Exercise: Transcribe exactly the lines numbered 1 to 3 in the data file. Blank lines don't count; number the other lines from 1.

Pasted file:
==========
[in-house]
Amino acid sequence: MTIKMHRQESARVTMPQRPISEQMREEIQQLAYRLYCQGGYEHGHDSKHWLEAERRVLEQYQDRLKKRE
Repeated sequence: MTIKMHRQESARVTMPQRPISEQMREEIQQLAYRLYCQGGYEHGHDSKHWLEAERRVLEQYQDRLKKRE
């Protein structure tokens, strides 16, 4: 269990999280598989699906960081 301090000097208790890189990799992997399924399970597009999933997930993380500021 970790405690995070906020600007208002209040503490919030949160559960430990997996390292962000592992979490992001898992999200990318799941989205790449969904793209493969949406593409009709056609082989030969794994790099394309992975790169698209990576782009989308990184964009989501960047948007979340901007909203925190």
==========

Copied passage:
[in-house]
Amino acid sequence: MTIKMHRQESARVTMPQRPISEQMREEIQQLAYRLYCQGGYEHGHDSKHWLEAERRVLEQYQDRLKKRE
Repeated sequence: MTIKMHRQESARVTMPQRPISEQMREEIQQLAYRLYCQGGYEHGHDSKHWLEAERRVLEQYQDRLKKRE